Filibuster reform is a headache for Reid

Filibuster reform has become a headache for Senate Majority Leader Harry ReidHarry Mason ReidDems search for winning playbook Dems face hard choice for State of the Union response The Memo: Immigration battle tests activists’ muscle MORE (D-Nev.).

Reid is stuck in the middle, between liberal senators pushing hard for drastic reform and senior Democrats balking at changing the culture of the upper chamber. 

Powerful liberal groups and left-leaning lawmakers see filibuster reform as necessary to advancing President Obama’s second-term agenda, which includes immigration reform and gun-control legislation. 

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“The president can’t act on legislation if the Senate can’t act on legislation, and therefore it’s so important that we end the secret silent filibuster that has plagued this body,” said Sen. Jeff MerkleyJeffrey (Jeff) Alan MerkleyEarly tax bill reality very different than Democratic rhetoric Senate GOP seeks to change rules for Trump picks Dem senators tear into Trump: Tax bill 'a very big Christmas gift from Trump to himself' MORE (D-Ore.), a leading proponent of reform.

A coalition of liberal groups met at the headquarters of the National Education Association (NEA) shortly after Obama won reelection to set strategy for advancing his second-term agenda. One of the primary goals emerging from the meeting was enacting filibuster reform.

Senate Democrats debated how to proceed during a lunch meeting that stretched for more than an hour Tuesday — and left the room with little resolved. 

Reid has begun to show signs of impatience with Senate Republican Leader Mitch McConnellAddison (Mitch) Mitchell McConnellSessions: 'We should be like Canada' in how we take in immigrants NSA spying program overcomes key Senate hurdle Overnight Finance: Lawmakers see shutdown odds rising | Trump calls for looser rules for bank loans | Consumer bureau moves to revise payday lending rule | Trump warns China on trade deficit MORE (Ky.), with whom he has been negotiating for weeks. He said Tuesday that he and McConnell have made progress, but added, “[W]e’ve got a long way to go.”

The Nevada Democrat said he would give Republicans another 24 to 36 hours to agree to filibuster reform and then trigger the so-called nuclear option. This controversial tactic would allow him to change the Senate rules with a simple majority vote.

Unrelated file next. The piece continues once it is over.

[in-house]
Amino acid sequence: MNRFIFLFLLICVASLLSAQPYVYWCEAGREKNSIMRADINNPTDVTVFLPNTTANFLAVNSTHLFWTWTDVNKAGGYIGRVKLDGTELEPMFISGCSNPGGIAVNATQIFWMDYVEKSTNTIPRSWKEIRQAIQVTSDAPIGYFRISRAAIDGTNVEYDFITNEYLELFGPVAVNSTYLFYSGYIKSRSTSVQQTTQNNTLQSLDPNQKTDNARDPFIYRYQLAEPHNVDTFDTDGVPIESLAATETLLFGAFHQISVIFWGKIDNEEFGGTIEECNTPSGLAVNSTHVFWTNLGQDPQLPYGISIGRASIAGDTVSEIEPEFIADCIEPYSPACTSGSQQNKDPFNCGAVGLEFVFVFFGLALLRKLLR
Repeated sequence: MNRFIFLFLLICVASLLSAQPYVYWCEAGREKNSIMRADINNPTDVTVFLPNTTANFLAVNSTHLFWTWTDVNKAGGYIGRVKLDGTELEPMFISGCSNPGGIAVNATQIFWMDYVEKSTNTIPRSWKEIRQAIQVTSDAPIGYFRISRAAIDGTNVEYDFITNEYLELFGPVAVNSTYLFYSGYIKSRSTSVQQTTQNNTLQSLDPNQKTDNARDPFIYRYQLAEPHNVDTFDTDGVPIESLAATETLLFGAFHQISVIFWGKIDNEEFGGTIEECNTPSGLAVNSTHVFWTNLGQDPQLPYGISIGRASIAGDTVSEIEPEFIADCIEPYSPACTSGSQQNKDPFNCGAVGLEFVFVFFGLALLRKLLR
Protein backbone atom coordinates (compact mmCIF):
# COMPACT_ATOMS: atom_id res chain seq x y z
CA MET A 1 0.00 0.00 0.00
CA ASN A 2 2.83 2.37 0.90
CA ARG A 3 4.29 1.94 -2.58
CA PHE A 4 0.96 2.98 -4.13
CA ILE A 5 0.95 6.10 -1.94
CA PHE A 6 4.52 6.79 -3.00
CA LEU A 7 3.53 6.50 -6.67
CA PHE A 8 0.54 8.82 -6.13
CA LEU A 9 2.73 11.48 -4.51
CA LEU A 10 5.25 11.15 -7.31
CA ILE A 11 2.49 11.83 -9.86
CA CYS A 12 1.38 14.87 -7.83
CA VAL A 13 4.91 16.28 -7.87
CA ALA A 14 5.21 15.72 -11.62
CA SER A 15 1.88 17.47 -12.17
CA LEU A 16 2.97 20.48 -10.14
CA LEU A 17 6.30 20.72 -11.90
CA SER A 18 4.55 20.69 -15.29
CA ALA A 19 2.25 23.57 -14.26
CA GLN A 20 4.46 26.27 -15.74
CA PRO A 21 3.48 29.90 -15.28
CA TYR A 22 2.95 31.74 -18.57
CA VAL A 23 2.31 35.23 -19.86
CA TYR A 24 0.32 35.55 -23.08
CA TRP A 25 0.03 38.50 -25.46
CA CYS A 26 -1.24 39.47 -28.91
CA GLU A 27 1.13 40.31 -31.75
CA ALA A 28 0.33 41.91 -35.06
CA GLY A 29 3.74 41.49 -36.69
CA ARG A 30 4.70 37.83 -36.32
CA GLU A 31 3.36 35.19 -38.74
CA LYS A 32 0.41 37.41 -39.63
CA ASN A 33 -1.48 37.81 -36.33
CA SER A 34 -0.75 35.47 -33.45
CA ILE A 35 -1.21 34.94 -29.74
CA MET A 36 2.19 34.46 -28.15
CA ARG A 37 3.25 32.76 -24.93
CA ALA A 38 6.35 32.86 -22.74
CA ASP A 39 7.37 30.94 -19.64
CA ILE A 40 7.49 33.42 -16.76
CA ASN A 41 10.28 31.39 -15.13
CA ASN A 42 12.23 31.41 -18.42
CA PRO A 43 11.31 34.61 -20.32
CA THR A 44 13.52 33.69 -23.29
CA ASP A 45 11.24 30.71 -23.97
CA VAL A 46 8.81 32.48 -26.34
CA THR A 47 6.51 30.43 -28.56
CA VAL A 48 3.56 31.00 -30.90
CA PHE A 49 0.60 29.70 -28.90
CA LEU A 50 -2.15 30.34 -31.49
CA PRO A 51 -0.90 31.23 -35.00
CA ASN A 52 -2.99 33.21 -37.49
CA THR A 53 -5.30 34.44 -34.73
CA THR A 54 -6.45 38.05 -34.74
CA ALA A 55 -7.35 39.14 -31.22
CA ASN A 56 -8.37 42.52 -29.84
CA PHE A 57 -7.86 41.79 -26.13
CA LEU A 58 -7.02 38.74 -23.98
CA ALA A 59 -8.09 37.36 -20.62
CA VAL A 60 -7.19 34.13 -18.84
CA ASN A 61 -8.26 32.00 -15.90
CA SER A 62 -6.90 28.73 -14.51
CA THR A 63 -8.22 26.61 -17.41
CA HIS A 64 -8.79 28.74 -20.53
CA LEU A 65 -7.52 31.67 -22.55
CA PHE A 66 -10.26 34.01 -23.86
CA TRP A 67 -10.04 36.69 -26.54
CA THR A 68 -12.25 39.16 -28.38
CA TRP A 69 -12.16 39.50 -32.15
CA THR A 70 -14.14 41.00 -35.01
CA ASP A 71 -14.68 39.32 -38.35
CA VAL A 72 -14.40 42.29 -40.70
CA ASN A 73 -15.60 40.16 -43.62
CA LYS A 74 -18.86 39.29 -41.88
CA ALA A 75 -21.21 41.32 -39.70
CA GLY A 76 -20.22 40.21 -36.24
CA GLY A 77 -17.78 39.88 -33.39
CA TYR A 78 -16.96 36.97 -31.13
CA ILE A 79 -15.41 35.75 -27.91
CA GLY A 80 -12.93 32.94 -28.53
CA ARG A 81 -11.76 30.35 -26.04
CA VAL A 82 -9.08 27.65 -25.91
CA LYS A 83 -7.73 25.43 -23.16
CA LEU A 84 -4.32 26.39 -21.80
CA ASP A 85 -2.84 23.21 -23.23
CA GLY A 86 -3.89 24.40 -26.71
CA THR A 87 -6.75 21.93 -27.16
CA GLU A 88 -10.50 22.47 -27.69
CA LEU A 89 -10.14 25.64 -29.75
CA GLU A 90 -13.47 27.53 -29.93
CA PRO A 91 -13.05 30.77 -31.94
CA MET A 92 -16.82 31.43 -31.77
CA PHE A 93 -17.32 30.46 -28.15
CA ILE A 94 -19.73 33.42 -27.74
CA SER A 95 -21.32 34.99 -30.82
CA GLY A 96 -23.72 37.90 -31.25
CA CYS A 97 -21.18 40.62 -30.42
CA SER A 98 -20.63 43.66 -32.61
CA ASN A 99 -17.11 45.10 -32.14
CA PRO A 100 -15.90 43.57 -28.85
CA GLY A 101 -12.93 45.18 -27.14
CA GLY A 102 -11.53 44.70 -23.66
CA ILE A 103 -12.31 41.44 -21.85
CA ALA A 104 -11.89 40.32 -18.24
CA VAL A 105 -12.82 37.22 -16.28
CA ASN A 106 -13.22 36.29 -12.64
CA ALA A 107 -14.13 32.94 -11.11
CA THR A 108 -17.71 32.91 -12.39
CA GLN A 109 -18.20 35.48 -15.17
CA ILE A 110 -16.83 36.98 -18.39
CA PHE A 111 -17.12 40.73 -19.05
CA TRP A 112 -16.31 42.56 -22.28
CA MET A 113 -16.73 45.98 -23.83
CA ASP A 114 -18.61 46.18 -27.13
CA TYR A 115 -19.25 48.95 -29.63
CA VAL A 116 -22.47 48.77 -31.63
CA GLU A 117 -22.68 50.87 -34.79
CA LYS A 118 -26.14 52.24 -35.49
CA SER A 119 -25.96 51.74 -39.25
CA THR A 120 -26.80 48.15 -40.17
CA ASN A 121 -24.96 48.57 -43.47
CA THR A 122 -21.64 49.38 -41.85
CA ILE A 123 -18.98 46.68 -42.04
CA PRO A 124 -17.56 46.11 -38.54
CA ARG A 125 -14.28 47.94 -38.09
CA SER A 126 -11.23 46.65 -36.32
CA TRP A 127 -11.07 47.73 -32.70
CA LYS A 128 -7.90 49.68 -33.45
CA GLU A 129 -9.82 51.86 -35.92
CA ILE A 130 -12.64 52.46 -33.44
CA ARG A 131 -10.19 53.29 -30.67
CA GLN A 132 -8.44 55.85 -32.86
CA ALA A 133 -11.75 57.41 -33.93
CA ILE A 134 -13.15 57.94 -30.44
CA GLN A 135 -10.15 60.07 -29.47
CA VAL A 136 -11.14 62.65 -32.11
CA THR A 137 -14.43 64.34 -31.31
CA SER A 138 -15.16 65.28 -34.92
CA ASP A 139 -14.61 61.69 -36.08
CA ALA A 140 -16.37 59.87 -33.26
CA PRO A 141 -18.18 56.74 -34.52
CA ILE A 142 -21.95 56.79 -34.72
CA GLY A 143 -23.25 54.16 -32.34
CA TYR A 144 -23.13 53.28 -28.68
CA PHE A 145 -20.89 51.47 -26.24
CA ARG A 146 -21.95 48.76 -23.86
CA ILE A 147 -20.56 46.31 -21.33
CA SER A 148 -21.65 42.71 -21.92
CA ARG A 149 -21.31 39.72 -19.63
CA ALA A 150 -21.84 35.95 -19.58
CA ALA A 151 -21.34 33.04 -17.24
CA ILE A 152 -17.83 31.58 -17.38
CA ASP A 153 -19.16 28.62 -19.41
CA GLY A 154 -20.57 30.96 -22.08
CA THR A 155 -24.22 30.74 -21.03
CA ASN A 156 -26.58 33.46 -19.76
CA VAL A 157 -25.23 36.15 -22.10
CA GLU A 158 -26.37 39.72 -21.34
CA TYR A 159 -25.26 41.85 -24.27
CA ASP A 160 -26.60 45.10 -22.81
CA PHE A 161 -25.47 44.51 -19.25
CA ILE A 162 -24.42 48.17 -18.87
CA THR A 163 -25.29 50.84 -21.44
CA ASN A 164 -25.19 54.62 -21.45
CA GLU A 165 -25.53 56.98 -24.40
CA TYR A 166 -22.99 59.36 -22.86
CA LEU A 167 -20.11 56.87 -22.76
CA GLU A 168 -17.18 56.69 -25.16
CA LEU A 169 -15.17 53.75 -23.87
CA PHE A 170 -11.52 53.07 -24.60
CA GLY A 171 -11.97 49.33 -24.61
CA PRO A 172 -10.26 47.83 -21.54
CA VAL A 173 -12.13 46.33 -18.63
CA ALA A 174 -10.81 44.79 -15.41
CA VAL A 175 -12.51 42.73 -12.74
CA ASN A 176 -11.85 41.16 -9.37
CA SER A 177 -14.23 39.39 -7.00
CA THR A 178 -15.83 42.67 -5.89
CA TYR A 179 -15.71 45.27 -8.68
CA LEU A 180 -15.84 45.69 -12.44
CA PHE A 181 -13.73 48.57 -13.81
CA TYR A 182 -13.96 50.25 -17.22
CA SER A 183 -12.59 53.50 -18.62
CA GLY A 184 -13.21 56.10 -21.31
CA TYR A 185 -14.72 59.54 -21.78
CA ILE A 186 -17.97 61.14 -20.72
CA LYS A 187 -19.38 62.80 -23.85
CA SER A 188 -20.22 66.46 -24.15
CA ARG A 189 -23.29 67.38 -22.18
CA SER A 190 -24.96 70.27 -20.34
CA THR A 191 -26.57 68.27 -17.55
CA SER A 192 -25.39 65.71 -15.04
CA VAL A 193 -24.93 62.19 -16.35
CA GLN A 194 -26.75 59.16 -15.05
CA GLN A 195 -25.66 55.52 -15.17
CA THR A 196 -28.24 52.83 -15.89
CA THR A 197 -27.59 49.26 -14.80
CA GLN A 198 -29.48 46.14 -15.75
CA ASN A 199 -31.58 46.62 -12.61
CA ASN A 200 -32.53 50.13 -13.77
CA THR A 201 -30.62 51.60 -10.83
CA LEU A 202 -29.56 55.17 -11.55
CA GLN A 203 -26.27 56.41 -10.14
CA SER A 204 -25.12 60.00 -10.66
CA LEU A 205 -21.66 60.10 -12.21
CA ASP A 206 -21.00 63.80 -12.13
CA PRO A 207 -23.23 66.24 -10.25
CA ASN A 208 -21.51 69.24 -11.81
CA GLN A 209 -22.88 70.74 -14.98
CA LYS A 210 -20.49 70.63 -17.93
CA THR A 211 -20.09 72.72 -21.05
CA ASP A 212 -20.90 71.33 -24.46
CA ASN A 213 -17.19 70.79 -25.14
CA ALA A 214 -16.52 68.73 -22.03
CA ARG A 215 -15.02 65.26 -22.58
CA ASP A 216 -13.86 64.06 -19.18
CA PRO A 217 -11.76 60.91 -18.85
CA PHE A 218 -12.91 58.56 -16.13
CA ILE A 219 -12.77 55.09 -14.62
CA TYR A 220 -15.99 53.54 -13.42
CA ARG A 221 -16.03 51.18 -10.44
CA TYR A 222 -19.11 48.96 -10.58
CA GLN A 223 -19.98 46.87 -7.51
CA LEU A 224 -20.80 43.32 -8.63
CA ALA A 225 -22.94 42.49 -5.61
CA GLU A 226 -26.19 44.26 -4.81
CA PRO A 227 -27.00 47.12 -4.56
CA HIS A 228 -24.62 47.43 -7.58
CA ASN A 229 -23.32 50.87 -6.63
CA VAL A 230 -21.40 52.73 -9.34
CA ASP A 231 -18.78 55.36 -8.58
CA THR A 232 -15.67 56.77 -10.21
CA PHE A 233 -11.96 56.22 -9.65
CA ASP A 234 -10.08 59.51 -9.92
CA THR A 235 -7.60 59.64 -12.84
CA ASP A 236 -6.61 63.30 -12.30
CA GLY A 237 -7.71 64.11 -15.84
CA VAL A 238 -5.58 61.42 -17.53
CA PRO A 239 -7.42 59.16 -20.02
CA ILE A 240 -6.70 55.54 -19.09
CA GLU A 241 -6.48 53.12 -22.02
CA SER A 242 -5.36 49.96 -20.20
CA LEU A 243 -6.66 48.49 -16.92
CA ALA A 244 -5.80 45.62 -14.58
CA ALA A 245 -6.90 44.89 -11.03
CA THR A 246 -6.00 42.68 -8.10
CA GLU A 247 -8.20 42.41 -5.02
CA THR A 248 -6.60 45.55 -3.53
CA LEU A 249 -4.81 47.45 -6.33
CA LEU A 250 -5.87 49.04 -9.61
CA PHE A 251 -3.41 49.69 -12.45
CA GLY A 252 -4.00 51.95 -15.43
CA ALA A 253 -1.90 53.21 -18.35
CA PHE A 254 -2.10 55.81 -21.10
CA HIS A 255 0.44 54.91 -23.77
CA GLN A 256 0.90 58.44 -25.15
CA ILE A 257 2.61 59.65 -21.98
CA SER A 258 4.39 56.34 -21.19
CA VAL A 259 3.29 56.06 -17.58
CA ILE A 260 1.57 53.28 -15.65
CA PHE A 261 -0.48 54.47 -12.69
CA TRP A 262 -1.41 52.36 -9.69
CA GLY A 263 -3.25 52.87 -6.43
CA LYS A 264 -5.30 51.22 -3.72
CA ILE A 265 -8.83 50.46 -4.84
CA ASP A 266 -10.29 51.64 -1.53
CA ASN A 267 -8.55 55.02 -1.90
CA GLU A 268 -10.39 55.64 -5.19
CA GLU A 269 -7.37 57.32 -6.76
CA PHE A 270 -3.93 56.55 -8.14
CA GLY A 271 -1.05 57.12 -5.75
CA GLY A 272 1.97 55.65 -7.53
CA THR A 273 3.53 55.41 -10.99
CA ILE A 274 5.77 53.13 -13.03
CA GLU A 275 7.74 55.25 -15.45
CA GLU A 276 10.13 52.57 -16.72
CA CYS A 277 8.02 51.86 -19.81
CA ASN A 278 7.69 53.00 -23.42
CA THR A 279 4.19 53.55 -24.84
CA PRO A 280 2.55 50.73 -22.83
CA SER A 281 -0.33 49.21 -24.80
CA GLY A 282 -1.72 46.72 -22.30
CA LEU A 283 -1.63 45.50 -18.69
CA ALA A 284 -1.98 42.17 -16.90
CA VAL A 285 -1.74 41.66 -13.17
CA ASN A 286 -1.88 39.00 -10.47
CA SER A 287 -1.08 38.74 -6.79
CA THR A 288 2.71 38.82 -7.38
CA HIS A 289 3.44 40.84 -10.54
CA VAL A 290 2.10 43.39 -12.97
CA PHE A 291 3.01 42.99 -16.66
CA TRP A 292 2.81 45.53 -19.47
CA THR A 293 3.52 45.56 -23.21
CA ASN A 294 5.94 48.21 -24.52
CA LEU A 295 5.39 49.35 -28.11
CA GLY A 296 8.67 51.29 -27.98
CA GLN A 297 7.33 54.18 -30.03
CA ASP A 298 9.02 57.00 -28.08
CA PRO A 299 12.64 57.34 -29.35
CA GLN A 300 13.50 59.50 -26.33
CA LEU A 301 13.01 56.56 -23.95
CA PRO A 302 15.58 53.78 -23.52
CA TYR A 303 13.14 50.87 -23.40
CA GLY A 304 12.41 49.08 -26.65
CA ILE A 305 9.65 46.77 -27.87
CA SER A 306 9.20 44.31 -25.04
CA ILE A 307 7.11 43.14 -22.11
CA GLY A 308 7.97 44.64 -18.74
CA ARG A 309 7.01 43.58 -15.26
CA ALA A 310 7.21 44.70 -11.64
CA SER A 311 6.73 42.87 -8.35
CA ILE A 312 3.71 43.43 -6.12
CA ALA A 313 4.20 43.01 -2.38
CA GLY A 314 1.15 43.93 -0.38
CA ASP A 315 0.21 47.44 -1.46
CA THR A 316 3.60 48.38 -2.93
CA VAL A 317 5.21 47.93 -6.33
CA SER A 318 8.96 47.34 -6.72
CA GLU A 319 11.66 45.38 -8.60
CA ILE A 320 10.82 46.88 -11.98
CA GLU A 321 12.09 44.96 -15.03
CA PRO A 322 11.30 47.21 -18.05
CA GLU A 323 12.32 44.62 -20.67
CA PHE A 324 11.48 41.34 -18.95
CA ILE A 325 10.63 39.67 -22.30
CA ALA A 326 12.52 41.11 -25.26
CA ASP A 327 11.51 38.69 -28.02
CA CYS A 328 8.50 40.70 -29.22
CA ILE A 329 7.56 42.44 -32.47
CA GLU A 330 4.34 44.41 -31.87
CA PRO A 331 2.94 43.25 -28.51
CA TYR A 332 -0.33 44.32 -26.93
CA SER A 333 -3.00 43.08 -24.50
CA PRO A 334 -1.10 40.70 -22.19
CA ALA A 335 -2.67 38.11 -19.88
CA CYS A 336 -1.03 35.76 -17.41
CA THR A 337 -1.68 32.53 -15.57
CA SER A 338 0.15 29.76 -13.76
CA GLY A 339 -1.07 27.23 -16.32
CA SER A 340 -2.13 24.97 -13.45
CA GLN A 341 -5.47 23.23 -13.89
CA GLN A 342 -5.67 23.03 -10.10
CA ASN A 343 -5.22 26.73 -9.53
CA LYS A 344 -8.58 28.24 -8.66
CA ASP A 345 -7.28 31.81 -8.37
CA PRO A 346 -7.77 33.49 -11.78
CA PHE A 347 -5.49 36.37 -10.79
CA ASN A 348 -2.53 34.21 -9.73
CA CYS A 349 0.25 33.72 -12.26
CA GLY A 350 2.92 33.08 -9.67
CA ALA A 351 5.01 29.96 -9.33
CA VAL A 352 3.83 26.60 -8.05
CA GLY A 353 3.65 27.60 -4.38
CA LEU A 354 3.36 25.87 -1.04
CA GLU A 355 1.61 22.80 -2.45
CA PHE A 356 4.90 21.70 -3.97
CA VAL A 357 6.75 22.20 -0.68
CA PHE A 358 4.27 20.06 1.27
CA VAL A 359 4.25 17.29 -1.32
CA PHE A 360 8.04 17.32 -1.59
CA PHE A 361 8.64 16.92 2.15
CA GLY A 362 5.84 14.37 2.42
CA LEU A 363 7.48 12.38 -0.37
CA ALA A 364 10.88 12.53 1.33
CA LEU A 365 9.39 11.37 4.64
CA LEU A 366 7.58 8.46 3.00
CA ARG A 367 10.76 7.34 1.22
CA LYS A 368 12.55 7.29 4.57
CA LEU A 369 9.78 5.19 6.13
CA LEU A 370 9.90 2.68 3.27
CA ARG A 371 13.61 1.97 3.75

“I hope within the next 24 to 36 hours we can get something we agree on. If not, we’re going to move forward on what I think needs to be done. The caucus will support me on that,” Reid told reporters. 

Although its use has been threatened in the past to spur the minority party to agree to reforms, the nuclear option has never been used to change the standing rules, say parliamentary experts. 

Reid has come under heavy pressure from liberal advocacy groups to drastically limit the minority party’s power to filibuster and delay legislation.

The Progressive Change Campaign Committee on Tuesday launched a 36-hour pressure campaign targeting Democratic senators to back using the nuclear option to implement an ambitious reform package. 

Liberal activists have mobilized to press senior and centrist Democrats to endorse the package crafted by Sens. Merkley, Tom UdallThomas (Tom) Stewart UdallCongress has been broken by the special interests – here’s how we fix it Senate GOP seeks to change rules for Trump picks Dems celebrate Jones victory in Alabama race MORE (D-N.M.) and Tom HarkinThomas (Tom) Richard HarkinOrrin Hatch, ‘a tough old bird,’ got a lot done in the Senate Democrats are all talk when it comes to DC statehood The Hill's 12:30 Report MORE (D-Iowa). At the bill’s heart is the talking-filibuster reform, which would require lawmakers who want to block legislation to actively hold the floor and debate for hours. If there is no further debate, the Senate would proceed to a simple majority vote.

Their measure would also prohibit filibusters on motions to proceed to new business, expedite the process for sending Senate legislation to conference negotiations with the House and reduce the amount of floor time needed to move nominees once the Senate has voted to end debate on them.